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Israel says it discovered tunnels under U.N. agency's Gaza headquarters

An Israeli soldier standing in front of a United Nations Relief and Works Agency for Palestine Refugees (UNRWA) building in Gaza City. This photo was taken during a controlled tour by the Israeli army on Feb. 8 and subsequently edited under the supervision of the Israeli military.
Jack Guez
/
AFP via Getty Images
An Israeli soldier standing in front of a United Nations Relief and Works Agency for Palestine Refugees (UNRWA) building in Gaza City. This photo was taken during a controlled tour by the Israeli army on Feb. 8 and subsequently edited under the supervision of the Israeli military.

The Israeli military said on Saturday that it has found a network of tunnels under the Gaza headquarters of the United Nations agency that provides aid to Palestinians, also known as UNRWA. It said that Hamas stored electrical supplies in the tunnels and that the UNRWA headquarters supplied the tunnels with electricity.

The Israeli military also said that it had discovered weapons inside the rooms of the UNRWA building, including rifles and explosives.

UNRWA head Philippe Lazzarini said on Saturday that UNRWA did not know what was underneath its headquarters and that it had evacuated the building on Oct. 12 when Israel ordered people to leave Gaza City.

These are the latest allegations by Israel against UNRWA. Last month, Israel presented the agency with evidence that 12 people who worked for the organization took part in the Oct. 7 Hamas attacks in Israel that killed some 1,200 people. UNRWA said of the 12 people implicated, nine were fired, one was confirmed dead, and it was looking into the identity of two others.

Lazzarini said that the recent allegations of the tunnels "merit an independent inquiry that is currently not possible to undertake given Gaza is an active war zone."

A number of countries including the United States said they were pausing funding while looking into the Oct. 7 allegations. As of Jan. 27, UNRWA said nine countries had temporarily suspended its funding.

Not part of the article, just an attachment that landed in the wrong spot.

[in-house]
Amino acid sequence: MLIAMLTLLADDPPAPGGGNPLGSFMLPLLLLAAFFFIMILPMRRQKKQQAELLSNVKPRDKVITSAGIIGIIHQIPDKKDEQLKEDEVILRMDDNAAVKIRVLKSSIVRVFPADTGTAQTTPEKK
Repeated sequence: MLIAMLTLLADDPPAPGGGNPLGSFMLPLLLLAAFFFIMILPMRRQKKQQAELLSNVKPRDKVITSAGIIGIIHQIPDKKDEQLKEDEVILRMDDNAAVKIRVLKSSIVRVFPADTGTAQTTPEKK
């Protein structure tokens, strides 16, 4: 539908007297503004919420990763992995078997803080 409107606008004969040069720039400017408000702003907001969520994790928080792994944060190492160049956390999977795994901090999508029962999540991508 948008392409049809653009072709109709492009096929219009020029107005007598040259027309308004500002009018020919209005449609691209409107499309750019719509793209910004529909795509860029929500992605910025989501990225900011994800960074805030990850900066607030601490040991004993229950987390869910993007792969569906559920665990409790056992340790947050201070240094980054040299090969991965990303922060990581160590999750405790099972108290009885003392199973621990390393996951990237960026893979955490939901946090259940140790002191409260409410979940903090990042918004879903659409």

The U.S. ambassador to the U.N., Linda Thomas-Greenfield, told NPR on Friday that while the U.S. was working with the U.N. to investigate Israel's allegations of UNRWA staff involvement in the Oct. 7 attacks, the U.S. was continuing to "look for paths to provide needed humanitarian assistance to the Palestinian people."

She added: "UNWRA is the only international organization with the capacity, with the infrastructure to provide that assistance. So whether it's through funding from the U.S. or funding from others, we will work to ensure that assistance continues to flow into the people of Gaza."

UNRWA said that it would run out of funding by the end of February if countries did not resume donations, and that it could put almost 1.7 million people who are sheltering in or near its facilities at risk.

UNRWA was established in 1949 by U.N. resolution and it is mandated to provide direct relief to Palestinians who were displaced by the Arab-Israeli war of 1948.

For over 70 years, the U.N. General Assembly has continued to renew UNRWA's mandate, instructing the agency to provide health care, housing and financial assistance to Palestinian refugees throughout Gaza, the West Bank, Jordan, Syria and Lebanon.

Copyright 2024 NPR. To see more, visit https://www.npr.org.

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Hadeel Al-Shalchi
Hadeel al-Shalchi is an editor with Weekend Edition. Prior to joining NPR, Al-Shalchi was a Middle East correspondent for the Associated Press and covered the Arab Spring from Tunisia, Bahrain, Egypt, and Libya. In 2012, she joined Reuters as the Libya correspondent where she covered the country post-war and investigated the death of Ambassador Chris Stephens. Al-Shalchi also covered the front lines of Aleppo in 2012. She is fluent in Arabic.